Ministry accepts recommendations to reduce violence in health system

The committee’s formation was triggered by the murder of Tova Carrero, a 56-year-old Clalit Health Services clinic nurse in Holon, who was burnt to death on March 14 by a crazed 78-year-old patient.

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February 11, 2018 18:00
3 minute read.
A nurse works at a hospital

A nurse works at a hospital. (photo credit: INGIMAGE)

 
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Seven months after the Health Ministry set up a committee to minimize violence in the healthcare system and give workers a greater sense of security on the job, its members on Sunday published their comprehensive recommendations, which Deputy Health Minister Ya’acov Litzman said he will implement.

The committee’s formation was triggered by the murder of Tova Carrero, a 56-year-old Clalit Health Services clinic nurse in Holon, who was burnt to death on March 14 by a crazed 78-year-old patient. Her daughter, Nofar, was a public representative named among the two dozen members of the committee. The body was headed by Prof. Shlomo Mor-Yosef, a former director-general of the Hadassah Medical Organization and of the National Insurance Institute who now heads the Interior Ministry’s population registry.

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In the past, the ministry had received recommendations from the Israel Medical Association on dealing with violence in the healthcare system, but these were ignored. This time, the ministry said it is serious about implementing the report.

“The phenomenon of violence against doctors and medical teams is serious and unacceptable, and it is a blow that threatens the health system,” said Litzman after receiving the 56-page report in his Jerusalem office. “It cannot be that a doctor, nurse or administrative official will suffer violence of any kind, whether physical or verbal.”

Ministry Director-General Moshe Bar Siman Tov added, “Health system employees are entitled to work in a safe and protected environment without violence. The way to reduce violence and increase the sense of security is long, complex and challenging. It requires the involvement and commitment of patients, policy-makers and medical staffers.”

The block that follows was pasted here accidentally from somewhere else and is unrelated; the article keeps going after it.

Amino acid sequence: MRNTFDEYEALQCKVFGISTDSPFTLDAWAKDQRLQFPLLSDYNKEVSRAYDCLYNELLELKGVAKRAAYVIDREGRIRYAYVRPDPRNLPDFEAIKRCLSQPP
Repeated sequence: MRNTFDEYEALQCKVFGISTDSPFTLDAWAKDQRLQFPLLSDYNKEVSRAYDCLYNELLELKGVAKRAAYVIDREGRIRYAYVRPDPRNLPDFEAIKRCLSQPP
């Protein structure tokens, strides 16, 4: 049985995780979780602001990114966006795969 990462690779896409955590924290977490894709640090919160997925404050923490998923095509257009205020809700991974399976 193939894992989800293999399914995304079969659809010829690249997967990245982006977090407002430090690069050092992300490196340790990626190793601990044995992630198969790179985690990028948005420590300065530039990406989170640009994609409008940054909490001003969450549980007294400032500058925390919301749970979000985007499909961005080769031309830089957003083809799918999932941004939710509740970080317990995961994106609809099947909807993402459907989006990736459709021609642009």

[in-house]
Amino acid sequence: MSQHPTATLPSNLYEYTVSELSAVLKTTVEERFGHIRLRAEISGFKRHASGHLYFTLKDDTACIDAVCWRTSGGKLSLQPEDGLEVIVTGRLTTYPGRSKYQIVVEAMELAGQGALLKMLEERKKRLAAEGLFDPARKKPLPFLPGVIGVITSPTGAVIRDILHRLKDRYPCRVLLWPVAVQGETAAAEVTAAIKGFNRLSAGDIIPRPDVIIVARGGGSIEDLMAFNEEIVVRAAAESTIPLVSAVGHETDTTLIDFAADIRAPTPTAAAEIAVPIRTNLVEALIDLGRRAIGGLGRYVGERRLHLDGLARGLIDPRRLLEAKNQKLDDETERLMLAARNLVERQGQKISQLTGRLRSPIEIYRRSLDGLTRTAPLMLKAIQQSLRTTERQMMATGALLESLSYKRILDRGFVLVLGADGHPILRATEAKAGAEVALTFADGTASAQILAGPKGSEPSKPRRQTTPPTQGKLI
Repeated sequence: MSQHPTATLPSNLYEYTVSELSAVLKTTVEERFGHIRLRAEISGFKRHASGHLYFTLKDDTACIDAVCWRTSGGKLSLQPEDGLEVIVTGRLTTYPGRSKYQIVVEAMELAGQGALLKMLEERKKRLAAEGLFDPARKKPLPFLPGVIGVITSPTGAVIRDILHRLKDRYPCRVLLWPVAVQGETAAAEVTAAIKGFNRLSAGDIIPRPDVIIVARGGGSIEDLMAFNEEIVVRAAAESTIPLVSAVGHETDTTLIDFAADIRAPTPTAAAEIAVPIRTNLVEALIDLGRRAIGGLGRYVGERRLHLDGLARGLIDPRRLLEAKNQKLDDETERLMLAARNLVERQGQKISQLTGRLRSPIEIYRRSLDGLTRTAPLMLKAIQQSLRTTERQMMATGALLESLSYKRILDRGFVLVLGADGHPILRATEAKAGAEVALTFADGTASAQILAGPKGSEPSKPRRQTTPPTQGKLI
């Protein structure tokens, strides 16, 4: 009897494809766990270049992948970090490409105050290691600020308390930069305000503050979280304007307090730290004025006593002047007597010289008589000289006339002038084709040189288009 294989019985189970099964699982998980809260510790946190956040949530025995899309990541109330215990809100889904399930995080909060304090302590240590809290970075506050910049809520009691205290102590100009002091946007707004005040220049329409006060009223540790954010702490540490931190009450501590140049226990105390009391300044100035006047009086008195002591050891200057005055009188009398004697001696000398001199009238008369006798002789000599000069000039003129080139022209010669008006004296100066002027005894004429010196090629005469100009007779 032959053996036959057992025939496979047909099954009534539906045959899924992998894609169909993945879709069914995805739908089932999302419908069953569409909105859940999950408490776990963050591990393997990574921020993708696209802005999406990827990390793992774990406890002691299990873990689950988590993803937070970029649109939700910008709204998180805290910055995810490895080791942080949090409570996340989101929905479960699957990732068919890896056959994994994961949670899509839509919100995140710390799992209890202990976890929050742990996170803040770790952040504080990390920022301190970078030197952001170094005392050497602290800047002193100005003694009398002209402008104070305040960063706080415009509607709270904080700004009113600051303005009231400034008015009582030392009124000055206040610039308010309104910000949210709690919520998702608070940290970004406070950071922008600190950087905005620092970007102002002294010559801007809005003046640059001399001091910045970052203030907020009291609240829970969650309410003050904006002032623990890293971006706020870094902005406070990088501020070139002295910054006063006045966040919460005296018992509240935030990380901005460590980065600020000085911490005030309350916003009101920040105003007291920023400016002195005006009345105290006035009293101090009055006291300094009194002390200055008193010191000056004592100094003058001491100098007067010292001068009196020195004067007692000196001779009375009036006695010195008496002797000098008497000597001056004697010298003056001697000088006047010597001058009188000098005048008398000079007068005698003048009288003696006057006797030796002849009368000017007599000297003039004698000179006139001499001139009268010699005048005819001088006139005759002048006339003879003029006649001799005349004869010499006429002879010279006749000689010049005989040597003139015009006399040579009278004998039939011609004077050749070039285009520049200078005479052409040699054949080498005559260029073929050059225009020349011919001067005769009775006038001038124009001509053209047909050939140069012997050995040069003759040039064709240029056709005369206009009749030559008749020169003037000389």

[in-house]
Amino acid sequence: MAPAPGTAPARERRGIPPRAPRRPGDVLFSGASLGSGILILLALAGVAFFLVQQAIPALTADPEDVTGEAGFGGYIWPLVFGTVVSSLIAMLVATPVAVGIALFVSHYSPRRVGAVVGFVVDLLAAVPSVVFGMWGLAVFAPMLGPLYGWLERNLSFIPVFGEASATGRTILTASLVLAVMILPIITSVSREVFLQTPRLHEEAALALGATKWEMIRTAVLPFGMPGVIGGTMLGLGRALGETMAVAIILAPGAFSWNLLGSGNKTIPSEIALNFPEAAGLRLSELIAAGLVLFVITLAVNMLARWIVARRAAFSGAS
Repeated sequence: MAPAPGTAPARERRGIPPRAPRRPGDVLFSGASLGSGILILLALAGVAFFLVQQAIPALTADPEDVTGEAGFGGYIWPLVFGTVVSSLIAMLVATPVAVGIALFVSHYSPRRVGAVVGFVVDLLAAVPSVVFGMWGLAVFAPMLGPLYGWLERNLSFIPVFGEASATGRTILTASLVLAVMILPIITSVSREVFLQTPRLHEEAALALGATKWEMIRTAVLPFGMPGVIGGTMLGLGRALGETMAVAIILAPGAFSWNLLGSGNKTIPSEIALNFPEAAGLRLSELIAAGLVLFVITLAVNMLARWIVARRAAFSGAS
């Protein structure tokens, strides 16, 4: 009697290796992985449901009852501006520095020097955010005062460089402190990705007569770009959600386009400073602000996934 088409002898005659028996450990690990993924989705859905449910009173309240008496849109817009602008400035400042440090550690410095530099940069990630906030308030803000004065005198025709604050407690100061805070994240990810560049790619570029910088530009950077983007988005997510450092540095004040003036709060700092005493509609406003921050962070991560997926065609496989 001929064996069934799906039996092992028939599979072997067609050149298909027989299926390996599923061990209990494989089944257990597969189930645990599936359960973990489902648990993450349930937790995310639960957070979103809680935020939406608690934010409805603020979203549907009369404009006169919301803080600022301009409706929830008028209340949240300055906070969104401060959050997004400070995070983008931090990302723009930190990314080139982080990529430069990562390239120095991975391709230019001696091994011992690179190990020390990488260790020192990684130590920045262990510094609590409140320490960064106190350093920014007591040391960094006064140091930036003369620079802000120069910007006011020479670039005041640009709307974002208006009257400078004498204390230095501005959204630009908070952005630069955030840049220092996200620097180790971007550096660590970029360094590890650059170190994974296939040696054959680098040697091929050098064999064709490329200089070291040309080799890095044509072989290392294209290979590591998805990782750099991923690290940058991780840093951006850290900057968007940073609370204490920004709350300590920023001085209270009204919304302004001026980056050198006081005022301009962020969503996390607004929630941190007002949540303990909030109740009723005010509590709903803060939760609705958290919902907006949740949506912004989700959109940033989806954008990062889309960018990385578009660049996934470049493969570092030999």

Mor-Yosef noted that violence in the health system is a reflection of widespread violence in Israeli society as a whole. “Violence is violence, whether it occurs at home, in the street, in sports fields, on the road, in schools or in the health system. The health system is a central and vital part of society.”

He added that there are millions of interactions each year among doctors, nurses, patients and family members. “As part of the committee’s work, we have set a goal of formulating a comprehensive and operational recommendations program that will lead to a significant reduction in the number of violent incidents, to create a safe environment for teams and patients,” he said, “working under pressure, with lifeand- death matters and under a chronic shortage of manpower, to create a tense atmosphere in hospitals and clinics. We have tried to propose solutions that can be implemented both on the practical side and on the budgetary side over the next two years.”




Among the recommendations are:

• the establishment of motorized national security units;

• emergency buttons for each employee and placement of cameras in public areas;

• an ongoing media campaign against violence in health facilities;

• the creation of a computerized national reporting system for collecting and analyzing data and publishing an annual report summarizing activities in the field of dealing with violence and adding the subject of violence to the patient experience survey;

• the development of uniform training materials for staff training;

• publishing a file that includes all the legal tools available to the management of a medical institution to deal with violence;

• issuing a clear directive regarding sections of the law according to which a complaint can be filed;

• establishment of a committee to discuss the possibility of recording a violent incident in the patient’s record;

• setting up physical barriers between administrative workers and patients;

• setting more severe legal punishments for those who are violent;

• considering the possibility of referral violent patients to receive treatment in another clinic or hospital;

• appointing a commissioner for prevention and treatment of violence;

• establishing a central computerized reporting system connected to the ministry reporting on violence incidents;

• improvement of conditions in waiting rooms and improving contacts with the police and setting down their responsibilities;

• expanding the authority of the security guards in the hospitals;

• and the filing of indictments by the state attorney’s office in a short time in appropriate cases.

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